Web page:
On Thursday I shared the middle chapter of my latest story. In it, our main character has discovered an object that will create for him anything that he imagines. He decides to entertain himself by creating two small creatures to fight to the death. This occurs, but rather than being fun, he finds himself horrified by its stark realism. It is all the more terrible because of his responsibility for the act. In this world, he has invented its first violence.
I wanted this moment to hit every reader as unquestionably wrong, but I also want them to see it as a mistake, not a sign that Jeret is the embodiment of pure evil. I try to bring about this perspective by immediately showing Jeret’s reaction of horror at what he has done. Perhaps he should have known better, but he did not. That doesn’t let him off the hook entirely, but it does shift him from the malicious category into the foolish and unthinking.
The fact, also, that he did not perform the violence himself, is an important factor. Consider a similar case in A Christmas Carol. Here Ebenezer Scrooge turns down a request to donate to the poor, suggesting that these people should go to the poorhouses. He is rebuffed by the statement that many would rather die than go to those miserable grindhouses. His response?
“If they would rather die,” said Scrooge, “they had better do it, and decrease the surplus population.”
It is a truly terrible thing to say, and Scrooge later regrets these words. But at the same time, it isn’t as though Scrooge performs an actual act of violence in the story. He never so much as slaps another individual, he only thinks and says hard things. In fact, the story makes firm the fact that Scrooge really doesn’t know what he’s talking about in this moment. He says, in reference to how deplorable the situations in the poorhouses are “Besides—excuse me—I don’t know that.” By which he means he has not verified the conditions of these facilities.
And so Scrooge is guilty of not taking an active interest in his fellow man, and much like Jeret he later sees the reality of his ignorant words and comes to regret them. A Christmas Carol never tries to suggest that what Scrooge does isn’t wrong, indeed the whole crux of the story is that what he does is wrong, but it carefully walks a line to make sure it isn’t irredeemably so.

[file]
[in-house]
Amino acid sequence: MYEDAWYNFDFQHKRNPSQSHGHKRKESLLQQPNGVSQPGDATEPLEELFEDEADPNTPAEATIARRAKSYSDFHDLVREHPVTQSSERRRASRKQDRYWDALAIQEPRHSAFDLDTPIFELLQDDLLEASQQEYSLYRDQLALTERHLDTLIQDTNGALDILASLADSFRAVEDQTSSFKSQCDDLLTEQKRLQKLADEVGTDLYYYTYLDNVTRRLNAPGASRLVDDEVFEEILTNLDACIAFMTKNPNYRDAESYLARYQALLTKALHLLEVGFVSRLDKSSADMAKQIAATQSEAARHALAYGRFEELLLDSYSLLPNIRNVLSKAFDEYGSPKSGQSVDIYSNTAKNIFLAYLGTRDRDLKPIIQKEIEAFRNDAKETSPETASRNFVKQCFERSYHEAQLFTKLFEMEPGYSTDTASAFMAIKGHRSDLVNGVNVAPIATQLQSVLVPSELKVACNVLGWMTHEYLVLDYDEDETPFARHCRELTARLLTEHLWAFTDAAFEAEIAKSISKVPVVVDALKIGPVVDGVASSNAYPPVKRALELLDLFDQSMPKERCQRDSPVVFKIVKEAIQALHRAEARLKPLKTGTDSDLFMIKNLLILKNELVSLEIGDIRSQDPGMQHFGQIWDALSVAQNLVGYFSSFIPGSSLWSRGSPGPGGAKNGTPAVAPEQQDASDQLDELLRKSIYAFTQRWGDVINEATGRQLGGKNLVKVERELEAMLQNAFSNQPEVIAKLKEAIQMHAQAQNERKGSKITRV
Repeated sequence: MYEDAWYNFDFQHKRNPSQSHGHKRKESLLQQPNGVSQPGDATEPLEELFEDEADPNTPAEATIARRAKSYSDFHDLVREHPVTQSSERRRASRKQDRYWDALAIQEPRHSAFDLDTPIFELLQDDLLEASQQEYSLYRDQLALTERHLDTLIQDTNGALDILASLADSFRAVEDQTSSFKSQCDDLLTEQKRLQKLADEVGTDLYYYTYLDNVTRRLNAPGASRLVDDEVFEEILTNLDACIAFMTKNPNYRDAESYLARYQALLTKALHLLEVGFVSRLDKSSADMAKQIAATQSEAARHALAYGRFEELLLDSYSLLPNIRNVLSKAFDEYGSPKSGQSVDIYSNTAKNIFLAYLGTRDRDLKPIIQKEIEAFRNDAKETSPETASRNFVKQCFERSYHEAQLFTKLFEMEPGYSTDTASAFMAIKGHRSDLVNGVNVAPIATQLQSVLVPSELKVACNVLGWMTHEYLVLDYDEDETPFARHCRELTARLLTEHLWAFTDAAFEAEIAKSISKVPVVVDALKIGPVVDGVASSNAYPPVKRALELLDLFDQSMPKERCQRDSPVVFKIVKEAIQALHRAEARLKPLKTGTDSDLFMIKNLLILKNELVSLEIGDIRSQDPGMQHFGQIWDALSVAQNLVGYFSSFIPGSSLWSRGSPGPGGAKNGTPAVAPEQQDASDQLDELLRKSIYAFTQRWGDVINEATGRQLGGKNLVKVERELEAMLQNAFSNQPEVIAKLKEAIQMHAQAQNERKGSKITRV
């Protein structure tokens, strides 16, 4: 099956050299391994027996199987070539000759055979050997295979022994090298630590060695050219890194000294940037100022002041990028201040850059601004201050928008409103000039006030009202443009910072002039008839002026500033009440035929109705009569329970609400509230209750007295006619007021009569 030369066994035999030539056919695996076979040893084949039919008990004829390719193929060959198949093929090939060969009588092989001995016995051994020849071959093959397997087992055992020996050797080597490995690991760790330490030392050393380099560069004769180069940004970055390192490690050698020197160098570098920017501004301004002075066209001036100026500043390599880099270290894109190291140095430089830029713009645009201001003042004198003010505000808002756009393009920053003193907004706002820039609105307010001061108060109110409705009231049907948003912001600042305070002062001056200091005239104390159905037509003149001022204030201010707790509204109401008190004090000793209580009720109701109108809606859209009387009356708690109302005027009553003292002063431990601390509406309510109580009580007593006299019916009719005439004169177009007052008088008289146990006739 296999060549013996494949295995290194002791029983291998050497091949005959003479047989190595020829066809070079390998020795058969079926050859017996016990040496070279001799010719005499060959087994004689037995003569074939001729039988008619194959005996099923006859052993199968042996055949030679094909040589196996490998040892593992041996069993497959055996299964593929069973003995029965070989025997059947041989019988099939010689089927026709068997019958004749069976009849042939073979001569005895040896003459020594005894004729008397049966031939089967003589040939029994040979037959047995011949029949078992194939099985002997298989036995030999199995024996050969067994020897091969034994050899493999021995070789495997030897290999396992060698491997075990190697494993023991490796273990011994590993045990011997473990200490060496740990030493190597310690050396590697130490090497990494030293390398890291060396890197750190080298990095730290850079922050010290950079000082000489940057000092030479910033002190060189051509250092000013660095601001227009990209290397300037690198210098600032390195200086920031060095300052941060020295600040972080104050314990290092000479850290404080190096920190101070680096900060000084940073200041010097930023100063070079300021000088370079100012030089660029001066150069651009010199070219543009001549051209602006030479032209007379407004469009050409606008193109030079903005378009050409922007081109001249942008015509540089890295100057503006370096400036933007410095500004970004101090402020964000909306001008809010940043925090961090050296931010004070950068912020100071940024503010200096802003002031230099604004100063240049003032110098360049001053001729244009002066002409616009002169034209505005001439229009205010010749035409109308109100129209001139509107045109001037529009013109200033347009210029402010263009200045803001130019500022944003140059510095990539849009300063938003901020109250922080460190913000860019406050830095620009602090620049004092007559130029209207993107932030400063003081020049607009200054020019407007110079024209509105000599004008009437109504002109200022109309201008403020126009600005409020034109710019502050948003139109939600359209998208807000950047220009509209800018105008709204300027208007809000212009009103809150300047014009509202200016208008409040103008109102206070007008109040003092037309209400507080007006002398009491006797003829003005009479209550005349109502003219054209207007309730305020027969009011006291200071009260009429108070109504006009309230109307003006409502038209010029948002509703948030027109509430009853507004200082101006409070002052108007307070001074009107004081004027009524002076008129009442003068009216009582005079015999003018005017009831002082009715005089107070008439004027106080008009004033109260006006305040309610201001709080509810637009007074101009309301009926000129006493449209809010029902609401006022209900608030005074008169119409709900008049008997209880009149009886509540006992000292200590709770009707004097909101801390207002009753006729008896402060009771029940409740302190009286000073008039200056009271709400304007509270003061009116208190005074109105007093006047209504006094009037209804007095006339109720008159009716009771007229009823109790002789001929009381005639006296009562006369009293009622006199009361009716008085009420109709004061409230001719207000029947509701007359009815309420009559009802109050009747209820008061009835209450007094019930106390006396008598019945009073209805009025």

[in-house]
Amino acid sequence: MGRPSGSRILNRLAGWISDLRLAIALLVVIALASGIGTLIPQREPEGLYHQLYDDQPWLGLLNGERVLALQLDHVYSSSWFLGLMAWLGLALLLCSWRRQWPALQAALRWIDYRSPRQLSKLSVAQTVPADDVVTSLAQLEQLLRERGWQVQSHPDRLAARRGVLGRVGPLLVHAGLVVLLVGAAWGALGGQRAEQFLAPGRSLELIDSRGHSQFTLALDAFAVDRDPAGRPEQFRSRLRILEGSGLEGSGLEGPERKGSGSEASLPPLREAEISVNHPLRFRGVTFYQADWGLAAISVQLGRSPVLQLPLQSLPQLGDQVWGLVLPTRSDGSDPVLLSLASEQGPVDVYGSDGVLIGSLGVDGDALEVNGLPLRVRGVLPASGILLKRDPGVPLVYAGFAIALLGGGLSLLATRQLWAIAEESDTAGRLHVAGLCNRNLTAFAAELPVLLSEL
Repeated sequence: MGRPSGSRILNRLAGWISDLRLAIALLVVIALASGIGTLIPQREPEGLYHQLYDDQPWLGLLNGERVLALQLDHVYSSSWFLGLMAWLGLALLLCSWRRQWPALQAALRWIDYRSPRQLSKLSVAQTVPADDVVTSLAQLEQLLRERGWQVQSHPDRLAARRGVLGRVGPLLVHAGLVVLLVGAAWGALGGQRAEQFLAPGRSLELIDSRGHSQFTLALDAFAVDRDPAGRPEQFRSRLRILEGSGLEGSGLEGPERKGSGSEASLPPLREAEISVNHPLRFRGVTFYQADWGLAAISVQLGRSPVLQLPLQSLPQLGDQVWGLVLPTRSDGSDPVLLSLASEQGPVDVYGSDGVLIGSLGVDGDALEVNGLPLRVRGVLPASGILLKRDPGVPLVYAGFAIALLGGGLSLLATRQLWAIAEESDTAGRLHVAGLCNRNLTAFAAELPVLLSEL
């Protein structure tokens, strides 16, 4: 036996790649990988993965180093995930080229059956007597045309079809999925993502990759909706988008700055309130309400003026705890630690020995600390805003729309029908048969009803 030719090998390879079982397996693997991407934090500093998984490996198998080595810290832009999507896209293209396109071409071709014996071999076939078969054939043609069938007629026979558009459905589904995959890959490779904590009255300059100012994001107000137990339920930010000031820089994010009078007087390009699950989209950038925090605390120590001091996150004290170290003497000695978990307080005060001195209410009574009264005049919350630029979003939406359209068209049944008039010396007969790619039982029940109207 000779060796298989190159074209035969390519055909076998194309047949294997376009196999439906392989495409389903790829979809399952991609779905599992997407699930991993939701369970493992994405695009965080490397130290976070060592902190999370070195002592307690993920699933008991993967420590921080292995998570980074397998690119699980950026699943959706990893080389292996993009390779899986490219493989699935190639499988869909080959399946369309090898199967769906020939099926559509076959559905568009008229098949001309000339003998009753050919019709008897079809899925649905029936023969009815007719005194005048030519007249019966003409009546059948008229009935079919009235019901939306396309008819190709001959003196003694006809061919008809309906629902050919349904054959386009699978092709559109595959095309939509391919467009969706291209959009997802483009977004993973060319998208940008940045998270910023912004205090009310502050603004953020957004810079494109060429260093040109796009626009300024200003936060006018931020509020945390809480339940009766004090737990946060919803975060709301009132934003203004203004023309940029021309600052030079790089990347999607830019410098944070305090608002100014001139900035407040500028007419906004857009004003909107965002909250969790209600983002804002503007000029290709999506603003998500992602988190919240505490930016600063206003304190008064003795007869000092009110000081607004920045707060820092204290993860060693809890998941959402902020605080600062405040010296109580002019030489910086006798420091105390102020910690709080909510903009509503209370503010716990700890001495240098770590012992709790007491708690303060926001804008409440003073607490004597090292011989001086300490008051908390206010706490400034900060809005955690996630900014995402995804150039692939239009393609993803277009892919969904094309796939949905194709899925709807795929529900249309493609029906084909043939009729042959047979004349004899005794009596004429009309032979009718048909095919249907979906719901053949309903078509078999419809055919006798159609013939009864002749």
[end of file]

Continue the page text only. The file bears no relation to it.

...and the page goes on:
On the flip side, consider the characters Brandon Shaw and Phillip Morgan from the stage play and Hitchcock film Rope. The story opens with them murdering a fellow student, and then holding a social for mutual friends. Throughout the party, the story takes some steps to explain the boys reasoning for their crime, and also to show them in a multi-dimensional, relatable light.
But in the end, no audience member is going to get over the fact that these two have done unspeakable wrong, nor indeed does the story ever expect you to condone their actions. It isn’t trying to make murderers more palatable to us, it is trying to caution us that men can reason their way into being unreasonable monsters.
Thus far we’ve talked about how to help keep a character from doing something that is irredeemably wrong, but another consideration is what actions are unquestionably wrong. The story of Ebenezer Scrooge simply wouldn’t have the same emotional impact if we didn’t dislike him from the outset.
We can have a character that is a thief and a liar, but still beloved by the audience, such as Captain Jack Sparrow and Starlord. Though they perform behavior that we pretty universally consider wrong, we give them a pass for some reason.
We can also have a character that says they have done something wrong, but which the audience doesn’t condemn them for. Think of Tony at the end of West Side Story. He is given some misinformation that his beloved Maria has died. This makes him reckless, and ultimately leads to his being mortally wounded, just as he sees that Maria is actually alive. As he fades in her arms he sadly confesses that he “didn’t believe hard enough.”
In a story about how loss of faith in humanity literally kills us, Tony’s crime is enough to warrant death. But obviously we, as the audience, don’t hold his momentary weakness against him. He might be flawed, but we don’t consider his actions as morally wrong.
The thing in common with Jack Sparrow, Starlord, and Tony is that they are never seen harming the innocent. Indeed, this seems to be a very important line in establishing the morality of a character. And so if you want the audience to think of your character as bad, the surest way is to have them hurt another. Ebenezer Scrooge is wrong because he is carelessly consigning others to suffering, he is redeemable because that cruelty is kept within careful bounds.
I believe that virtually every reader will agree that my main character, Jeret, did something wrong in creating two creatures to fight to the death. In the end, a being suffered at his whim, and that is bad. The fact that it was an artificial being of his own making does not let him off the hook. Indeed it makes him even more culpable.
When I first wrote this segment, I actually played around with it to make sure it would hit as impactfully as I could manage. One of his two creations was going to die, and I found that it was sadder to have it be the first one. There was something special about it being the first, about having heard it built piece-by-piece, and discovering the little quirks in its nature. It made that first creation more interesting, and therefore more valuable to the reader. It was good, and thus it was very wrong to destroy it.
But at the same time, I believe Jeret can be redeemed. Because while he did wrong, he was ignorant of the extent of it, and he has shown true and immediate remorse directly afterwards. We’ll see where that remorse takes him in the next chapter, coming this Thursday. See you there!